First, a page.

Here below is the story at this link, for those who don't want to look it up.
Any professors of atmospheric science, perhaps you'd like to debate your
knowledge of the subject with one.
Thursday, 16 November, 2000, 17:16 GMT Viewpoint: Get off the global
Changes in ocean currents may cause global warning
By Professor William M. Gray of Colorado State University
As a boy, I remember seeing articles about the large global warming that had
taken place between 1900 and 1945. No one understood or knew if this warming
would continue. Then the warming abated and I heard little about such warming
through the late 1940s and into the 1970s.
In fact, surface measurements showed a small global cooling between the
mid-1940s and the early 1970s. During the 1970s, there was speculation
concerning an increase in this cooling. Some speculated that a new ice age
may not be far off.
Then in the 1980s, it all changed again. The current global warming bandwagon
that US-European governments have been alarming us with is still in full
Not our fault
Are we, the fossil-fuel-burning public, partially responsible for this recent
warming trend? Almost assuredly not.
These small global temperature increases of the last 25 years and over the
last century are likely natural changes that the globe has seen many times in
This small warming is likely a result of the natural alterations in global
ocean currents which are driven by ocean salinity variations. Ocean
circulation variations are as yet little understood.
Human kind has little or nothing to do with the recent temperature changes.
We are not that influential.
There is a negative or complementary nature to human-induced greenhouse gas
increases in comparison with the dominant natural greenhouse gas of water
vapour and its cloud derivatives.
It has been assumed by the human-induced global warming advocates that as
anthropogenic greenhouse gases increase that water vapour and upper-level
cloudiness will also rise and lead to accelerated warming - a positive
It is not the human-induced greenhouse gases themselves which cause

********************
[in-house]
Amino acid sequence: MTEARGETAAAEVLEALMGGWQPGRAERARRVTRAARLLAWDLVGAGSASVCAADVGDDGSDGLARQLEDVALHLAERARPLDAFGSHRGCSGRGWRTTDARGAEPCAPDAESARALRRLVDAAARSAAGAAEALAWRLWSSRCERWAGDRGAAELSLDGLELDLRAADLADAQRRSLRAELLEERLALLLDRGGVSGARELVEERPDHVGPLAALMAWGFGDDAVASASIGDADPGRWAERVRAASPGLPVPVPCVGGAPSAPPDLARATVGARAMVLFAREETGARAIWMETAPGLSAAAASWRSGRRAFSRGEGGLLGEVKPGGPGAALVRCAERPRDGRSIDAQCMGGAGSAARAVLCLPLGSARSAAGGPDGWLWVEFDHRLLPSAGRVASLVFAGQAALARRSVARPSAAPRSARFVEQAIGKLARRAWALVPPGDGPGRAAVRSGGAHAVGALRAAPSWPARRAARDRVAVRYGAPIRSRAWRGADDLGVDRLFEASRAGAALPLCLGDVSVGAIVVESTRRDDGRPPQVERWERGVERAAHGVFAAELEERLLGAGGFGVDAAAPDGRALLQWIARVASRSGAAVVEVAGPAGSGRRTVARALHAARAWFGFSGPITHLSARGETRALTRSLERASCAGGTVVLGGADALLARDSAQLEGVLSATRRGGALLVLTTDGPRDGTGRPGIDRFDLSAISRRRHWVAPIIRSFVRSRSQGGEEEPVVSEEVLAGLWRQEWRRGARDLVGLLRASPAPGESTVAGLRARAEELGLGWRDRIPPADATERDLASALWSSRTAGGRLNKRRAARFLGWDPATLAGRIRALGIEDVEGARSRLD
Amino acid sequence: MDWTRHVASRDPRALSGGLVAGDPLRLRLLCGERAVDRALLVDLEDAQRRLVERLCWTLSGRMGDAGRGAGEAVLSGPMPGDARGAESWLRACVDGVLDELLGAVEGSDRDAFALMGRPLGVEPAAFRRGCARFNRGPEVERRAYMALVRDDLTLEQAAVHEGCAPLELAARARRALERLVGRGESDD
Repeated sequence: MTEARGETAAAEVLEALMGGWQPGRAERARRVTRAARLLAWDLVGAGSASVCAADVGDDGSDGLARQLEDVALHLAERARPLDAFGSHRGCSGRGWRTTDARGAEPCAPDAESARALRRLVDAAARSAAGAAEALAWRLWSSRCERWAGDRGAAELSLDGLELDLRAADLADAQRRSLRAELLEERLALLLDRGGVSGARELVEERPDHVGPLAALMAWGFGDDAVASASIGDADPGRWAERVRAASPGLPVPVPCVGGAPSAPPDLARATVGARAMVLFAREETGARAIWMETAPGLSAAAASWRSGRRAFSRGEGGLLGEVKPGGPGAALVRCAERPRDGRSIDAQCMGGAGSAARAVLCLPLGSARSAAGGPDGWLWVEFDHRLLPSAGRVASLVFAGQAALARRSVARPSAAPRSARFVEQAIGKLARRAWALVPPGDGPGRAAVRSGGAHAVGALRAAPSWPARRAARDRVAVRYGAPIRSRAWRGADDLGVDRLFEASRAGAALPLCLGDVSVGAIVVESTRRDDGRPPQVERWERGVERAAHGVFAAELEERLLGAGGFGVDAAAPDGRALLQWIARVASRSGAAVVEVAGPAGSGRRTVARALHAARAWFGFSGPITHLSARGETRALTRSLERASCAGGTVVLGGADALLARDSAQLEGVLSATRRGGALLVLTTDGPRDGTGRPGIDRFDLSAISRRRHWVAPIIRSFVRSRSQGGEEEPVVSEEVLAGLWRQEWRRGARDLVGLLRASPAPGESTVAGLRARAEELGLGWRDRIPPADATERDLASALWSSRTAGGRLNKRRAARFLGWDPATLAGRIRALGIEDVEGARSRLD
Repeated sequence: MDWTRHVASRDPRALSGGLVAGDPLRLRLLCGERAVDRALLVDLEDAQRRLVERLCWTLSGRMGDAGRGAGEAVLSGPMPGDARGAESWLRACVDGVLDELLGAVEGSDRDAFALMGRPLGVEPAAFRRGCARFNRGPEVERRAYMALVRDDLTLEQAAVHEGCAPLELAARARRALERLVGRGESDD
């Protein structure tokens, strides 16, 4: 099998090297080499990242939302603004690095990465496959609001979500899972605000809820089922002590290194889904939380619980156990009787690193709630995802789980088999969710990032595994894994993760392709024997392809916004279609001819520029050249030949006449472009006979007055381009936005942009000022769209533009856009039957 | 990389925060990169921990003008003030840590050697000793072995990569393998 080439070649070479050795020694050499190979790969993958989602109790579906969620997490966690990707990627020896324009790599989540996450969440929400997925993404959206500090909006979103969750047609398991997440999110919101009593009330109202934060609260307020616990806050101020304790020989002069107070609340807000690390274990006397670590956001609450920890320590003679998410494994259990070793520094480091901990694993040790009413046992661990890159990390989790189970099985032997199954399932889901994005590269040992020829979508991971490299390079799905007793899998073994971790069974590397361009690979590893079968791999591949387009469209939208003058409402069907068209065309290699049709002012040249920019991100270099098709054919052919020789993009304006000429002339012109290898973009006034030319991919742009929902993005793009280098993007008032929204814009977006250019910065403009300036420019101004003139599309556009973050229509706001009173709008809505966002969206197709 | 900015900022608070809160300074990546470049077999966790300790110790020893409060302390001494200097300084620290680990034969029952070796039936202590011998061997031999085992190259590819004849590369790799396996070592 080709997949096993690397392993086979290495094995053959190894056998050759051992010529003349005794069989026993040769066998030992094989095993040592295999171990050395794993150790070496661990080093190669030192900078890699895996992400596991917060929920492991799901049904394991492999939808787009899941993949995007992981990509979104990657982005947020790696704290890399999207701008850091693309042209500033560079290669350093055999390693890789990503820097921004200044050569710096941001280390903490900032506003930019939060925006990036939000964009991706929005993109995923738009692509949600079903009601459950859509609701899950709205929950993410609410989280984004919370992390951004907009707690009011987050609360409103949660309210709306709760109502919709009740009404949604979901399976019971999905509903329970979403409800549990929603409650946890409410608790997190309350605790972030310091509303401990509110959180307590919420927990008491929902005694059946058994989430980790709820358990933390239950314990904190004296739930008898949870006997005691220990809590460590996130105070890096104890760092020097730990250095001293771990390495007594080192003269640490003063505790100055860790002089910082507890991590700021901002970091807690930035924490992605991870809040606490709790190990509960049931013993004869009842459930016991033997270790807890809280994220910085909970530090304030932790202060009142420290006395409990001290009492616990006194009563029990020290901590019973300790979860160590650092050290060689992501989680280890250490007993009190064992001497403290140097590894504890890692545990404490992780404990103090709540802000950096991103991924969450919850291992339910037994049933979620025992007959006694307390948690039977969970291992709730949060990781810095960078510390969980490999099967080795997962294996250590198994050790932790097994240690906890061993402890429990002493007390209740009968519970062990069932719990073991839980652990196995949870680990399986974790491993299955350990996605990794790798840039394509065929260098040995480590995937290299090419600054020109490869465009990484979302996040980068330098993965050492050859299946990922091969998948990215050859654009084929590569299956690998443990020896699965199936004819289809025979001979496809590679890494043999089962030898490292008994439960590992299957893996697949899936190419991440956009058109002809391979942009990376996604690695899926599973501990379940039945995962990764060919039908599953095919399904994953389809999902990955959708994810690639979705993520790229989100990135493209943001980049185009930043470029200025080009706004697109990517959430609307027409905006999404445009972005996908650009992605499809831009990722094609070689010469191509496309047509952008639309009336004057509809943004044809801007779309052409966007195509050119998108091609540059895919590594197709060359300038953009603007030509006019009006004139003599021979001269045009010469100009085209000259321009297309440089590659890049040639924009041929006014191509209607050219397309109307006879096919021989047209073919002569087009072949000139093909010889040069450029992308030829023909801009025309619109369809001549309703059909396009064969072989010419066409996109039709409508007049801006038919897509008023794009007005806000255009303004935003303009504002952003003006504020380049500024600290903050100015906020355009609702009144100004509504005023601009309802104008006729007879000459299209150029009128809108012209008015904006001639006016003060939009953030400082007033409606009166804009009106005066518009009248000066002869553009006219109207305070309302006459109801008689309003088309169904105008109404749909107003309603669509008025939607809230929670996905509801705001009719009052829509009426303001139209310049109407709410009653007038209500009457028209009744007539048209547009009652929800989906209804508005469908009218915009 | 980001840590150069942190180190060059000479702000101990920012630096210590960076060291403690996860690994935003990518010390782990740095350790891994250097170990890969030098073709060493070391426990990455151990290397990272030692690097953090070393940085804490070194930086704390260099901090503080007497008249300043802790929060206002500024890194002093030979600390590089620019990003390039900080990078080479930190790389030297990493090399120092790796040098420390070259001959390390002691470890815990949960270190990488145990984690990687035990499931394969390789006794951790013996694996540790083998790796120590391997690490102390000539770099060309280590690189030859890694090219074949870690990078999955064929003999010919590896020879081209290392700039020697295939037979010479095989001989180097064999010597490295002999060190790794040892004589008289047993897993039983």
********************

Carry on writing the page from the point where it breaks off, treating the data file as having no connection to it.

significant warming but the assumed extra water vapour and cloudiness that
some scientists hypothesise.
The global general circulation models which simulate significant amounts of
human-induced warming are incorrectly structured to give this positive
Their internal model assumptions are thus not realistic.
Mainstream opinion believes that pollution contributes to climate change
As human-induced greenhouse gases rise, global-averaged upper-level
atmospheric water vapour and thin cirrus should be expected to decrease not
Water vapour and cirrus cloudiness should be thought of as a negative rather
than a positive feedback to human-induced - or anthropogenic greenhouse gas
No significant human-induced greenhouse gas warming can occur with such a
negative feedback loop.
Climate debate has 'life of its own'
Our global climate's temperature has always fluctuated back and forth and it
will continue to do so, irrespective of how much or how little greenhouse
gases we put into the atmosphere.
Although initially generated by honest scientific questions of how
human-produced greenhouse gases might affect global climate, this topic has
now taken on a life of its own.
It has been extended and grossly exaggerated and misused by those wishing to
make gain from the exploitation of ignorance on this subject.
This includes the governments of developed countries, the media and
scientists who are willing to bend their objectivity to obtain government
grants for research on this topic.
I have closely followed the carbon dioxide warming arguments. From what I
have learned of how the atmosphere ticks over 40 years of study, I have been
unable to convince myself that a doubling of human-induced greenhouse gases
can lead to anything but quite small and insignificant amounts of global
William M. Gray
Colorado State University
The author is a professor of atmospheric science at Colorado where he is an
expert in tropical meteorology.